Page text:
New school, new Garrett Owens

Iowa State kicker Garrett Owens attempts an extra point after a Cyclone touchdown in the first half against Iowa. Owens would hit both of his attempts in the 44-41 loss.

Jack Macdonald

Once self-doubt creeps into any athlete, especially a kicker, it takes a reinvention to find themselves again. Just ask Garrett Owens — a man on a mission.

“I definitely came here with a chip on my shoulder,” Owens said. “It really motivated me and I worked as hard as I’ve ever worked in the offseason to put myself where I am.”

Owens, a graduate transfer from Oregon State, arrived in Ames four years after he started his college career. In Corvallis, the placekicker didn’t see the field until his second season and once let loose, the Beavers had a talented kicker within grasp.

That redshirt freshman season, Owens booted 11 field goals through the uprights on 13 tries. A 84.6 percentage is not bad for a kicker that had no previous college experience. Owens also made a name for himself by drilling all 17 extra points that season.

In his first ever college game alone, he attempted seven field goals, an Oregon State record for a single game. Of those seven attempts, five were good, which tied him for second place for the most field goals made in a single game.

Going into his redshirt sophomore year, the Arroyo Grande, California native picked up right where he left off. Owens went 11-15 in field goals that season and was successful on all 23 extra points.

“Coach [Joe] Houston has been a huge factor to why there has been some success in technique and mechanics [for Garrett Owens],” said coach Matt Campbell. “But you look at Garrett, Garrett’s a guy that I felt like had a little bit of a chip on his shoulder coming in here with something to prove.”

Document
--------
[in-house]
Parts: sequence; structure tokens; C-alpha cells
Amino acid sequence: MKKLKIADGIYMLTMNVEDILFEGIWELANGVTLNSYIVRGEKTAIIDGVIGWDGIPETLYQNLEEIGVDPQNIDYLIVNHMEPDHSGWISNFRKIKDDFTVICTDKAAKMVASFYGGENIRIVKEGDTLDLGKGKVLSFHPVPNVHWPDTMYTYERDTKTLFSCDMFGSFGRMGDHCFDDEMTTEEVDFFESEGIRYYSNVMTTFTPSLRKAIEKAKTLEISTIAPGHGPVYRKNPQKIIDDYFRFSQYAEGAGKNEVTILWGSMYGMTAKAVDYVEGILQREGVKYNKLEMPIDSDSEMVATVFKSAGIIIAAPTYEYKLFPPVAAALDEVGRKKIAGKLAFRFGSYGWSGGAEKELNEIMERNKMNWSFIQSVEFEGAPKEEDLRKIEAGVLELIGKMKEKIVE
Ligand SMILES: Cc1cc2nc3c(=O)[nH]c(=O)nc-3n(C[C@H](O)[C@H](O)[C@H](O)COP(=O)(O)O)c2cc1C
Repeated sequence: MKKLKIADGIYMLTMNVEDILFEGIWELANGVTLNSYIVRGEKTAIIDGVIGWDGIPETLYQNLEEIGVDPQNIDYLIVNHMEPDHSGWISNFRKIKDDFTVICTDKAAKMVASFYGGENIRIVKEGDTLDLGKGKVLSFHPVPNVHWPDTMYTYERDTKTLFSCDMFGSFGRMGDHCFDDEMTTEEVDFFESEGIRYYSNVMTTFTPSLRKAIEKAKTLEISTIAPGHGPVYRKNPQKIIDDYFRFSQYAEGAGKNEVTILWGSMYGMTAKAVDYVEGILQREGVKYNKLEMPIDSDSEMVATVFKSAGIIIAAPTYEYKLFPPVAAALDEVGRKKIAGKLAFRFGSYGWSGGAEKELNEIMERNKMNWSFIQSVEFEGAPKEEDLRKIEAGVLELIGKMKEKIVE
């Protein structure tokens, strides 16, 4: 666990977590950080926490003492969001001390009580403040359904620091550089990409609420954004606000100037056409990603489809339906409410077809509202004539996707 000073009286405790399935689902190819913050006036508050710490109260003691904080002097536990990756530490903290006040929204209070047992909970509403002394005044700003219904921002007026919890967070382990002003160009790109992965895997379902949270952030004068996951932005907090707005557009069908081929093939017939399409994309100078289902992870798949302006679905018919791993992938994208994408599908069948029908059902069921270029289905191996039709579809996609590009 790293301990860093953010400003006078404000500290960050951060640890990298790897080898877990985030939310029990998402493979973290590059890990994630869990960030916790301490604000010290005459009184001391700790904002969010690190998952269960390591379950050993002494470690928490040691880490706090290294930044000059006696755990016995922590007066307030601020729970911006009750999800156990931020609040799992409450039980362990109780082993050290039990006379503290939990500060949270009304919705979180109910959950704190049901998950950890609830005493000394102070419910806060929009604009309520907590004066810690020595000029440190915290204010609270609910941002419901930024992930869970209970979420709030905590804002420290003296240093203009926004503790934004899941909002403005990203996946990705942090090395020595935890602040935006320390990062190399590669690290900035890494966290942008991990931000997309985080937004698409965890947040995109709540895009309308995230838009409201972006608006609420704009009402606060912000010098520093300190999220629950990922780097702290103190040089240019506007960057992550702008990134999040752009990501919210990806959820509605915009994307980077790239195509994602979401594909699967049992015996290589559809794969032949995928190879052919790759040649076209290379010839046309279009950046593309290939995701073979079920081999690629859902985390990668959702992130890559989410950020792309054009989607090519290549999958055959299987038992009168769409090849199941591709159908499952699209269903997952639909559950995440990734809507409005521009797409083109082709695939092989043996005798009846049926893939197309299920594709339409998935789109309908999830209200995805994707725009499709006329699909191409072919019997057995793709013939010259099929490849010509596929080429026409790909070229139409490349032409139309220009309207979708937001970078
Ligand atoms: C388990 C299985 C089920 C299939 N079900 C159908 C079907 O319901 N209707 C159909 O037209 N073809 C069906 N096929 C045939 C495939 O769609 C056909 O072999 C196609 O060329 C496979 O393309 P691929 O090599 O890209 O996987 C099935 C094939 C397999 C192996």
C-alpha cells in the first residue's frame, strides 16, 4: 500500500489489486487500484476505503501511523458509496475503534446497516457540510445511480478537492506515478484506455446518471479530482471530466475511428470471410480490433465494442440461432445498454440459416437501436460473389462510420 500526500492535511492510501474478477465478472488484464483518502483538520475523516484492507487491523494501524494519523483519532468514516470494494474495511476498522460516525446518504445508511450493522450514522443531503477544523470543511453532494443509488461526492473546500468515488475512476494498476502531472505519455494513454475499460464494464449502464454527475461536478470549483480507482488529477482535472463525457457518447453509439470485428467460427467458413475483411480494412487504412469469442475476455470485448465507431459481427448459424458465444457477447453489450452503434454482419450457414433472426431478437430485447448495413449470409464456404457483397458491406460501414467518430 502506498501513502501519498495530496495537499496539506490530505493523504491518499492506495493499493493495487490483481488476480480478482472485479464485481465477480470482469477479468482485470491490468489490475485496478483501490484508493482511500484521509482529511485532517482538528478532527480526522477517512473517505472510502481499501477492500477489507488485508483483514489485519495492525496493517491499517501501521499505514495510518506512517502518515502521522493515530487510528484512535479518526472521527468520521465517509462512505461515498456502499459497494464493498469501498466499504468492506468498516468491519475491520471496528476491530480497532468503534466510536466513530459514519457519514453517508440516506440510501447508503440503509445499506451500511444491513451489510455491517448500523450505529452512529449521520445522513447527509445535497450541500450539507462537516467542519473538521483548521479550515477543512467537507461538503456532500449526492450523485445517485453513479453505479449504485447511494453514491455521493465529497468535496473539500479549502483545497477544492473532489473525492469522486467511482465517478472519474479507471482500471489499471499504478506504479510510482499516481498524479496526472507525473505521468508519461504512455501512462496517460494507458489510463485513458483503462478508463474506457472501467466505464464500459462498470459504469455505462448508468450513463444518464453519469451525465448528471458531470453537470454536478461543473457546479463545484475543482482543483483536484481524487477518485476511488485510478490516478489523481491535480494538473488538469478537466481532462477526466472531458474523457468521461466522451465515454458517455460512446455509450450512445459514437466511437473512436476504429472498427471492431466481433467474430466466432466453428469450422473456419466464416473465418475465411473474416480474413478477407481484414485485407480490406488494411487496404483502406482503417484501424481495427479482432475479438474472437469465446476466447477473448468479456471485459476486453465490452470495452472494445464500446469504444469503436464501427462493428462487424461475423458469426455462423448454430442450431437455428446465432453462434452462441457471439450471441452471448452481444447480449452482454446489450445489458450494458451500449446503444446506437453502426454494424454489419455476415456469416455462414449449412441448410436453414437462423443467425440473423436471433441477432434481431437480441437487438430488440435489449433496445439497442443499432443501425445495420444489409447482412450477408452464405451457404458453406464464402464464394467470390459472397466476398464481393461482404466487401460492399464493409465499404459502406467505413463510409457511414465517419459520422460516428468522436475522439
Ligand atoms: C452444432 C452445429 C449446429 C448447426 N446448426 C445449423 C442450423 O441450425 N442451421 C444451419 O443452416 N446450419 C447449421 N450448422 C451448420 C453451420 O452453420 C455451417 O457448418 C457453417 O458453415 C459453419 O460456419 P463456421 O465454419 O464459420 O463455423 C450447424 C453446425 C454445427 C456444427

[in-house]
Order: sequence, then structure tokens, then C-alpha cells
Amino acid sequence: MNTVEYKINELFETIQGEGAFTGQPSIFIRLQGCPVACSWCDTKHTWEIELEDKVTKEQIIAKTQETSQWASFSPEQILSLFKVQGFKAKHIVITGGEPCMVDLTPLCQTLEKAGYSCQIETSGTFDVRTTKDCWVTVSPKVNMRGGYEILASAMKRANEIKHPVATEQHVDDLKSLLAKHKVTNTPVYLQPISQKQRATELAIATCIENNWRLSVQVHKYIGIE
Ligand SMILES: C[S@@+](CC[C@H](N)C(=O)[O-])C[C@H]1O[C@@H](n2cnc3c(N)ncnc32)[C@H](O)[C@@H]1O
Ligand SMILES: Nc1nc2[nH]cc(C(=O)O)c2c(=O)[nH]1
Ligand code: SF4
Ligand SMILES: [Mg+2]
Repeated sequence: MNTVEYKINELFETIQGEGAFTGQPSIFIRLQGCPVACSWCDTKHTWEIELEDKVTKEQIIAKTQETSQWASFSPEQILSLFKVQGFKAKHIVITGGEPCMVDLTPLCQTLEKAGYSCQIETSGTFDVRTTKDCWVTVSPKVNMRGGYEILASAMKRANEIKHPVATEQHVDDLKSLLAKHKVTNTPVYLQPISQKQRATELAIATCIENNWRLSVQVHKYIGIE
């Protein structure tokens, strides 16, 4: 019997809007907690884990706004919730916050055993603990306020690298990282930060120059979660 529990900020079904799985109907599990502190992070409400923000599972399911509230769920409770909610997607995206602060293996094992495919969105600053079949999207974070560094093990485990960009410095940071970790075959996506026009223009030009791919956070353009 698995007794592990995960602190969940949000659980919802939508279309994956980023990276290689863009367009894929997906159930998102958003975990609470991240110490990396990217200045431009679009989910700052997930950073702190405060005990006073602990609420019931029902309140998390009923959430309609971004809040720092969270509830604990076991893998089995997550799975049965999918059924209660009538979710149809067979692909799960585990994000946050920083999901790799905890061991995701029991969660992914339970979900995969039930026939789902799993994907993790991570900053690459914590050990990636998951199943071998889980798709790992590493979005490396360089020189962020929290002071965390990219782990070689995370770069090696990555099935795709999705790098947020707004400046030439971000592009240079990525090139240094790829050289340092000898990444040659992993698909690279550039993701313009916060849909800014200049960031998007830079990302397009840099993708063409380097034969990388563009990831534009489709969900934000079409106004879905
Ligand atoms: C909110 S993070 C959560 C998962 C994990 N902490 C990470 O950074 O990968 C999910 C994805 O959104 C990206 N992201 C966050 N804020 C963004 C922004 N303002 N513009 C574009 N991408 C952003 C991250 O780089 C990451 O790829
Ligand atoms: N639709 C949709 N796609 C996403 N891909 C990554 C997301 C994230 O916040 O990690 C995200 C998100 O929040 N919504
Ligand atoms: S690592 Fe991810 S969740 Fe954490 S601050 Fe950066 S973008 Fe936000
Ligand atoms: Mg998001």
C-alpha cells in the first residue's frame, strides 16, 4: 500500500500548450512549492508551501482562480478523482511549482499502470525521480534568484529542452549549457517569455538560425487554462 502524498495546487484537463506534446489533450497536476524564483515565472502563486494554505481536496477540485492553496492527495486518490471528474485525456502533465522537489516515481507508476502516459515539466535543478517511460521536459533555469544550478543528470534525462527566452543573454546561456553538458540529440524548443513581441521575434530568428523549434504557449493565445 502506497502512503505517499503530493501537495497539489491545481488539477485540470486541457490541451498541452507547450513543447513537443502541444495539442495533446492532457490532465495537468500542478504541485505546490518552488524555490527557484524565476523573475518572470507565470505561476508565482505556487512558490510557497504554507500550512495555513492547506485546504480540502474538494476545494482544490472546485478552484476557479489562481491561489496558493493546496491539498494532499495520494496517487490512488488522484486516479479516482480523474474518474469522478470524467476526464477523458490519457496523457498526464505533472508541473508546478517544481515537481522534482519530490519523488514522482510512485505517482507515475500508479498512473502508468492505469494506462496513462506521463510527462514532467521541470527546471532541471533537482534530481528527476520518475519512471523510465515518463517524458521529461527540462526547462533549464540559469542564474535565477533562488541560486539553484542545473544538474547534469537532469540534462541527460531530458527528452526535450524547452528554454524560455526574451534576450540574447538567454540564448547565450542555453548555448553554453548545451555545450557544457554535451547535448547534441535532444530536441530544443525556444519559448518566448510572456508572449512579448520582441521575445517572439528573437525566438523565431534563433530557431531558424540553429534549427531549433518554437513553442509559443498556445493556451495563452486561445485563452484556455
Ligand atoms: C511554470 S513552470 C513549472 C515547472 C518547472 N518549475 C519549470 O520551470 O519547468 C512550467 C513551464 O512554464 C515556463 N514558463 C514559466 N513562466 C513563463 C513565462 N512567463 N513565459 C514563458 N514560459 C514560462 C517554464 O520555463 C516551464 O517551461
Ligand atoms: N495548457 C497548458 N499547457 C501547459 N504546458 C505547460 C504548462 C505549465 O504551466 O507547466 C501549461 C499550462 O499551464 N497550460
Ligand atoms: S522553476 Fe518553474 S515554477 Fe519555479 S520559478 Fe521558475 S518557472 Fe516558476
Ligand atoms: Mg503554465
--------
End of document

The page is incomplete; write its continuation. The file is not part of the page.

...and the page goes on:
With confidence at an all-time high, Owens recorded a career-long 50-yard field goal against Washington State and even booted a 46-yard field goal against Cal.  

But, as any kicker will tell you, one bad kick and everything that you had established goes down the toilet. 

Even Owens couldn’t avoid the inevitable his junior season. In his final season for the Beavers, he connected on only 10 field goals in 17 attempts, but managed to go 37-38 on extra points. But the seven missed field goals haunted him the entire season. 

“The past is the past, but I’m fortunate for it because I wouldn’t be here today without it,” Owens said. 

The kicker even went as far as to compare it to golf. 

“It’s like golf really,” Owens said. “When you go out and golf it’s a mental game. If you have a bad mental you are going to play bad, but in kicking it’s the same thing. If you’re not mentally right you can still be a great kicker, but you’re going to miss a lot because you’re just not there mentally.”

But it wasn’t just the mental side. It was the scenery and to Owens a new scenery was needed. And that’s when Iowa State became the destination for him. 

“I think really a fresh start, getting around new people and really around coaches who believe in you and trust in you because once that happened my whole mindset flipped and the fun came back in the game,” Owens said.

The fresh start has really paid off for the senior in his first and only year for the Cyclones. Thus far, Owens has connected on seven of eight field goals and has been perfect on extra points.

Owens’ longest field goal on the season came when he booted a 42-yarder last Saturday. A game in which they upset then-No. 3 Oklahoma in Norman. 

In the seven games remaining, the goal is simple for Owens — not to fall into the hole he did at Oregon State and to continue to prove people that he’s one of the top kickers in the nation. 

“Just [want] to prove that I can still be an elite field goal kicker,” Owens said.